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    What are Hotspots and how to prevent them?

    • 2 min read

    Hotspots are a common, irritating skin condition that affects thousands of dogs, particularly in summer, every year. These sores can be extremely painful and can spread quite quickly if left untreated. Although these may look scary, hotspots can be treated and prevented with the right management. 

    What Are Hotspots?

    A hotspot (also known as moist dermatitis) involves an area of skin that has become inflamed and red due to a bacterial infection. The area can first appear as a small red sore, then can rapidly develop into a moist, oozing, painful lesion. Constant licking and biting of the area can worsen the condition dramatically. Hair loss may also be present here.

     What Causes Hotspots?

    Anything that can cause itchiness to the skin can lead to the development of a hotspot. Outside environmental triggers such as allergies from grasses, trees, weeds, dust mites, food allergies, insect bites and fleas are all common triggers that begin that itch, scratch cycle. When damaged inflamed skin becomes compromised, that is when a bacterial infection takes advantage of this skin.

    Addressing hotspots immediately and finding out their underlying causes is essential in the treatment and management of hotspots and will prevent further skin issues in the future.

    Certain long-haired breeds such as Golden Retrievers, German Shepard’s, Labradors and St. Bernard’s are accustomed to hotspots due to their thick coat. In hot, humid weather hotspots are more likely to occur as excess moisture is held against their skin by their coat.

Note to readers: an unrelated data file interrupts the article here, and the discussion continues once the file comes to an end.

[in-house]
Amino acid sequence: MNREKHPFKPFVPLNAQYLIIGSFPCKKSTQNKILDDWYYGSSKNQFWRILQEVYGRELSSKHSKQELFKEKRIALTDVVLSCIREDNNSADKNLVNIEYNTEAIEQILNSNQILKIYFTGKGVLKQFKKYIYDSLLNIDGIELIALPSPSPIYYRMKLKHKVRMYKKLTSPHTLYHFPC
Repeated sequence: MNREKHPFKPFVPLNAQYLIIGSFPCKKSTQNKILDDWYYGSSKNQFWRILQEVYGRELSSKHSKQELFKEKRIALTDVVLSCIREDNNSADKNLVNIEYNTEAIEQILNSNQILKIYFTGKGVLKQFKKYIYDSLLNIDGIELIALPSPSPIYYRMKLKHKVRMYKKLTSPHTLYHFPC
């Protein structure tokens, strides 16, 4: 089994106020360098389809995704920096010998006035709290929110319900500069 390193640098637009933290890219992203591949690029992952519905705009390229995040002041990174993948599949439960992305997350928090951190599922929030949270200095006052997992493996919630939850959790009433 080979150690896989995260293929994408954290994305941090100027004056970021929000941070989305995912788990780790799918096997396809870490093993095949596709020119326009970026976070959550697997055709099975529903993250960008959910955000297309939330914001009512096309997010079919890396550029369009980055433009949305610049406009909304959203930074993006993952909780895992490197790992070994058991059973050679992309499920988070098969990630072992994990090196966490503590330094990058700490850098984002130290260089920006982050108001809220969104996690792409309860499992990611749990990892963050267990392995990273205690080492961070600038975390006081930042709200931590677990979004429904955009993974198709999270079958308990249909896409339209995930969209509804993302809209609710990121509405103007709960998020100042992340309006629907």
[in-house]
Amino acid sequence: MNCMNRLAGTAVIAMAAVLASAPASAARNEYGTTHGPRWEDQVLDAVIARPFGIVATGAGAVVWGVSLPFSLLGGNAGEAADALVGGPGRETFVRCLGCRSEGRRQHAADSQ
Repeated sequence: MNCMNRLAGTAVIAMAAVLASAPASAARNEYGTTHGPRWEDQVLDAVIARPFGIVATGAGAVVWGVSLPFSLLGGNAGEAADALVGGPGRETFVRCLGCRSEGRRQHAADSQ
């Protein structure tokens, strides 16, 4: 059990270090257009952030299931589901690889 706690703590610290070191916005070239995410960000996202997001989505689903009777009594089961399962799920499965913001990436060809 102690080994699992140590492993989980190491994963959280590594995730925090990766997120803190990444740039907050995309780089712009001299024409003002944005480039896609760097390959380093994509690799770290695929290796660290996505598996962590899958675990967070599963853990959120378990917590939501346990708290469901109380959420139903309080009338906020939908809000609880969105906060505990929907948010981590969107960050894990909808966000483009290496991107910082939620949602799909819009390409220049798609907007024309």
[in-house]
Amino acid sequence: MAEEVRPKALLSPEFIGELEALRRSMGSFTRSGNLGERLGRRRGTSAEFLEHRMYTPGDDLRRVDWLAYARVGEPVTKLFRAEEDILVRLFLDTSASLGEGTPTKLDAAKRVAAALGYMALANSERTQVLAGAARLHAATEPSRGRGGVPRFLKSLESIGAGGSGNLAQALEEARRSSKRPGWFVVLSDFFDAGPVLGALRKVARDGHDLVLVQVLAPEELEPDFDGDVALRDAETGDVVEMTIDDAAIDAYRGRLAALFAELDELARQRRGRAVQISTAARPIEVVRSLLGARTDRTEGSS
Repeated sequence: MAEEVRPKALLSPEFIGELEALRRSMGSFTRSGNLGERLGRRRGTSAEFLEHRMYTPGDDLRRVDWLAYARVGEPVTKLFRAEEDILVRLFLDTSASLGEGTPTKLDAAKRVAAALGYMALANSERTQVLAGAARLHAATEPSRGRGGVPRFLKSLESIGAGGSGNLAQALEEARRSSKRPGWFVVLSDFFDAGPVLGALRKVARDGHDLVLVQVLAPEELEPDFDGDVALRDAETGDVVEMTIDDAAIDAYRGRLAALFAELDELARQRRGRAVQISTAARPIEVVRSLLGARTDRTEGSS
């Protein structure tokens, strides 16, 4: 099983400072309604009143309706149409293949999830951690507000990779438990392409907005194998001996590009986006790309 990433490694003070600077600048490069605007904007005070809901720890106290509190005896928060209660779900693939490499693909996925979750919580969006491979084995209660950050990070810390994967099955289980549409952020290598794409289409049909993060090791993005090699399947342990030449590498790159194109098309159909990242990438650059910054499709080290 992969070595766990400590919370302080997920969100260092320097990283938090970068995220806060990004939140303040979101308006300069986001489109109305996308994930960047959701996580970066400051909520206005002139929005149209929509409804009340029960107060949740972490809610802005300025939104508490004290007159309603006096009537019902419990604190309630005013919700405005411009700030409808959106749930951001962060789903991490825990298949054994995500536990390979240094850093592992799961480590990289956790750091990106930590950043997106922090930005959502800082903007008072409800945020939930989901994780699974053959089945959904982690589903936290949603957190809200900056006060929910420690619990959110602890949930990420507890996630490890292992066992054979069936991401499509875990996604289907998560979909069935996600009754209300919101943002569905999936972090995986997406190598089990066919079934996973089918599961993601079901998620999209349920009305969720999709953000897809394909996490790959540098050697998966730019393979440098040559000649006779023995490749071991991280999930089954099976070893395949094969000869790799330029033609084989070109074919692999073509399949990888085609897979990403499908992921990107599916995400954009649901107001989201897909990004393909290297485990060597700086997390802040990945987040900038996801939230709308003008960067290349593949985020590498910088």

Symptoms of Hotspots

    Hotspots can appear quite similar to other skin conditions, so it is important you get any suspicious rash/sores checked by your local vet first.

    Symptoms include:

    • Redness
    • Swelling
    • Hair Loss
    • Pus or fluid
    • Itching & biting
    • Commonly found on the head, limbs or hips

    Treatment of Hotspots

    The main goal in treating hotspots is to first kill the bacterial infection, relive any itching, scratching or biting and remove any underlying triggers if possible. Clipping the hair around the hotspot is also important as it allows you to clean in and around it and prevent any bacteria entering the wound. Using an ointment such as the Hotspot Gel, which contains natural antibacterial and anti-inflammatory herbs such as Manuka Honey, Calendula, Aloe Vera and Gotu Kola to naturally kill the bacteria off the skin and reduce any inflammation or pain.

    Prevention of Hotspots

    Addressing underlying problems to your dog’s itching is the best way to prevent hotspots from reoccurring. Things like management of allergies, parasite protection and good treatment of skin infections can all contribute to easing the trauma caused to the skin by scratching. Ensuring your dog has good hygiene and is well groomed will also help in the management of hotspots. Dogs that have long coats and go swimming frequently should have their coats dried thoroughly after these activities. 

    If you suspect your pets skin allergies are not environmental issues, then incorporating omegas and essential fatty acids such as Mega Oil into their diet may help prevent and manage their skin disorders. These fatty acids have amazing anti-inflammatory properties that help repair internal gut issues and promote a healthy skin barrier making your dog less susceptible to skin allergies and sensitivities.